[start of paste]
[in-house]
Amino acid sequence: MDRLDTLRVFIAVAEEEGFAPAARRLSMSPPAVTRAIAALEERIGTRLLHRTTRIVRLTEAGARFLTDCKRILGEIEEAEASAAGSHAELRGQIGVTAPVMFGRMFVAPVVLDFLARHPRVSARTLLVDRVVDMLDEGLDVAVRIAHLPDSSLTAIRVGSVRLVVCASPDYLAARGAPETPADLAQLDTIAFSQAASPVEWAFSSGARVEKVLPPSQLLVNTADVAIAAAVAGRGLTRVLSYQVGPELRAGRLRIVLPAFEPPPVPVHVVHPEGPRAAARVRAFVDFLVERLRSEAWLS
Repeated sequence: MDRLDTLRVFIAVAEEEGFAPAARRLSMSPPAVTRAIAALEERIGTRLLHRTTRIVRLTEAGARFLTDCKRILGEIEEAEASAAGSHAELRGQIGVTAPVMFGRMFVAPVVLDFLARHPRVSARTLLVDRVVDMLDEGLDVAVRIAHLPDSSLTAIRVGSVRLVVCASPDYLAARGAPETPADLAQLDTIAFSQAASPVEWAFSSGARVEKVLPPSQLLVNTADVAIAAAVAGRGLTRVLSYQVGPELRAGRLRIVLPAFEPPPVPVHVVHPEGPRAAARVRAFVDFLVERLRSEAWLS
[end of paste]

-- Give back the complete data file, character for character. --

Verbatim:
[in-house]
Amino acid sequence: MDRLDTLRVFIAVAEEEGFAPAARRLSMSPPAVTRAIAALEERIGTRLLHRTTRIVRLTEAGARFLTDCKRILGEIEEAEASAAGSHAELRGQIGVTAPVMFGRMFVAPVVLDFLARHPRVSARTLLVDRVVDMLDEGLDVAVRIAHLPDSSLTAIRVGSVRLVVCASPDYLAARGAPETPADLAQLDTIAFSQAASPVEWAFSSGARVEKVLPPSQLLVNTADVAIAAAVAGRGLTRVLSYQVGPELRAGRLRIVLPAFEPPPVPVHVVHPEGPRAAARVRAFVDFLVERLRSEAWLS
Repeated sequence: MDRLDTLRVFIAVAEEEGFAPAARRLSMSPPAVTRAIAALEERIGTRLLHRTTRIVRLTEAGARFLTDCKRILGEIEEAEASAAGSHAELRGQIGVTAPVMFGRMFVAPVVLDFLARHPRVSARTLLVDRVVDMLDEGLDVAVRIAHLPDSSLTAIRVGSVRLVVCASPDYLAARGAPETPADLAQLDTIAFSQAASPVEWAFSSGARVEKVLPPSQLLVNTADVAIAAAVAGRGLTRVLSYQVGPELRAGRLRIVLPAFEPPPVPVHVVHPEGPRAAARVRAFVDFLVERLRSEAWLS